Bow Thayer Makes Green Music in a Solar-Powered Recording Studio
The music industry is generally a notorious energy consumer, using massive amounts of electricity to power the studios, amps and instruments that create the music we love. But in the tiny town of Stockbridge, Vermont, Bow Thayer is doing things differently.
The multi-instrumentalist, whose musical career spans more than two decades, recorded his most recent album in a completely solar-powered studio that he built right in his backyard.
“I moved up to rural Vermont about seventeen years ago with the romantic idea of creating a studio where I could make my music away from the city,” Bow told Sierra over the phone. “There was no real plan—I literally dug the foundation with a shovel.”
Four years after his move to Vermont, Bow began work on his studio, which is made predominantly of salvaged materials he collected at various construction sites. Solar panels provide all the electricity Bow needs to record, and separate panels power his home. Because of Vermont’s generous net metering policies, unused electricity generated by his panels is fed back into the grid.
“During the summer months I get way more electricity than I use, and Vermont Electricity has to buy it back from me, so I’m making electricity for other people as well.”
Bow swears by the panels, citing their efficiency as his main argument for why all musicians should consider going green for their studio work.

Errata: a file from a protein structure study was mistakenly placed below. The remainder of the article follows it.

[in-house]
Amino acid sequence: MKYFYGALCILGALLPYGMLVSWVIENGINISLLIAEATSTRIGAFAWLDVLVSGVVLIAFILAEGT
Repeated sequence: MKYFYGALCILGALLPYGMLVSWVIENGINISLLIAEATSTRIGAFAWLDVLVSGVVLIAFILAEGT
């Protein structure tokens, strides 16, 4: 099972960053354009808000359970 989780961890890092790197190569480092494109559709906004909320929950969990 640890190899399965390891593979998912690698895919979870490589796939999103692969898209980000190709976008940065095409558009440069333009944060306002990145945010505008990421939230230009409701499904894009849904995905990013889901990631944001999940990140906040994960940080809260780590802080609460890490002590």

“Really all I wanted to do is have good, clean power,” he said. “A lot of my music is environment-based, so I didn’t want to be a complete hypocrite. But the panels have exceeded my expectations—if you couldn’t see the panels on the roof, you wouldn’t know the studio is solar powered.
Bow’s latest album, which was released on July 24, was recorded entirely in his backyard studio and has environmental undertones like much of his earlier work. It's called Sundowser, a word that Bow, himself, invented.
“A dowser is a person who uses a stick or something similar to search for water,” said Bow. “Waterdowsing is a big thing in Vermont, so I made up my own version—sundowser, looking for light. It can refer to good old fashioned energy or be taken in a more spiritual, metaphorical sense.”
When he’s not recording, Bow is busy crafting new instruments like his signature “bojotar,” a banjo-guitar hybrid. He also founded the Tweed River Music Festival in Vermont, which is in its fifth year and draws roots and Americana bands from all over the country. Above all, he’s a man trying to balance his love of music and his respect for the planet. He understands how influential bands and their songs are, and he believes any musician can (and should) send a positive environmental message to their fans.
“Anyone with any sort of popularity has an important role to play in getting the word out,” said Bow. “Install panels. If you’re doing a festival, get solar trucks. Lead by example.”
Listen to Bow's music here.